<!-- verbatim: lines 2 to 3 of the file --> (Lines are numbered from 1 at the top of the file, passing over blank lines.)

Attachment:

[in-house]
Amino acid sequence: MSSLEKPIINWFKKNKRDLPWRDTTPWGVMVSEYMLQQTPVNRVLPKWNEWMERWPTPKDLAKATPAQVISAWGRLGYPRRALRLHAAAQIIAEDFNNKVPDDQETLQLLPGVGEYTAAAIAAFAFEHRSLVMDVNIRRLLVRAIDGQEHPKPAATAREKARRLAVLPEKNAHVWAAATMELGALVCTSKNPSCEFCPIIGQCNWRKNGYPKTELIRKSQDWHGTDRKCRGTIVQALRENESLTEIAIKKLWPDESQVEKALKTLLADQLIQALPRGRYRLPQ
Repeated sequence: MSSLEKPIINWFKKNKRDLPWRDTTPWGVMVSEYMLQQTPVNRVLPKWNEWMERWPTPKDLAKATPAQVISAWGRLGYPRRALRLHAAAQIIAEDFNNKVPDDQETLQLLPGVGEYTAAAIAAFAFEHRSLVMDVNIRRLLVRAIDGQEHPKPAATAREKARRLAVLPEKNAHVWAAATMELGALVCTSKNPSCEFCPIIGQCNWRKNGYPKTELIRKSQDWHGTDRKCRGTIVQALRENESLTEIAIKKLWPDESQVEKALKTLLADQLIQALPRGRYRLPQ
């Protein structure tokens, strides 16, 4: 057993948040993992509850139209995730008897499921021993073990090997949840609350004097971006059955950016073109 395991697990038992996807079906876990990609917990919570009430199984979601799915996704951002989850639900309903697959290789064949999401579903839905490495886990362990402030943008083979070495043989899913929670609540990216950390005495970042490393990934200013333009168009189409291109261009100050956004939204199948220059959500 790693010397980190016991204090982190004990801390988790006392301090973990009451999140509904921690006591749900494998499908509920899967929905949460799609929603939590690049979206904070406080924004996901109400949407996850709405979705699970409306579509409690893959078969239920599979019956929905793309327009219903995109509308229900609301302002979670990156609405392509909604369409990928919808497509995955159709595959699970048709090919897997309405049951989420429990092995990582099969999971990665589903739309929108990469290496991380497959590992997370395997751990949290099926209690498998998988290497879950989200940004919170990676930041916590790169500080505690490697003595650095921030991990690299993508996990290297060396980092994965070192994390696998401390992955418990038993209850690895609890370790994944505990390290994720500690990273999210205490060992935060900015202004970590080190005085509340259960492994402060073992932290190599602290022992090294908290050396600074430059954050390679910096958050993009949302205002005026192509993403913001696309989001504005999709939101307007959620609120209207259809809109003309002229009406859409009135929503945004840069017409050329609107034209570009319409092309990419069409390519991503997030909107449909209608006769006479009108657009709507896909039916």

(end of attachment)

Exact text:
Amino acid sequence: MSSLEKPIINWFKKNKRDLPWRDTTPWGVMVSEYMLQQTPVNRVLPKWNEWMERWPTPKDLAKATPAQVISAWGRLGYPRRALRLHAAAQIIAEDFNNKVPDDQETLQLLPGVGEYTAAAIAAFAFEHRSLVMDVNIRRLLVRAIDGQEHPKPAATAREKARRLAVLPEKNAHVWAAATMELGALVCTSKNPSCEFCPIIGQCNWRKNGYPKTELIRKSQDWHGTDRKCRGTIVQALRENESLTEIAIKKLWPDESQVEKALKTLLADQLIQALPRGRYRLPQ
Repeated sequence: MSSLEKPIINWFKKNKRDLPWRDTTPWGVMVSEYMLQQTPVNRVLPKWNEWMERWPTPKDLAKATPAQVISAWGRLGYPRRALRLHAAAQIIAEDFNNKVPDDQETLQLLPGVGEYTAAAIAAFAFEHRSLVMDVNIRRLLVRAIDGQEHPKPAATAREKARRLAVLPEKNAHVWAAATMELGALVCTSKNPSCEFCPIIGQCNWRKNGYPKTELIRKSQDWHGTDRKCRGTIVQALRENESLTEIAIKKLWPDESQVEKALKTLLADQLIQALPRGRYRLPQ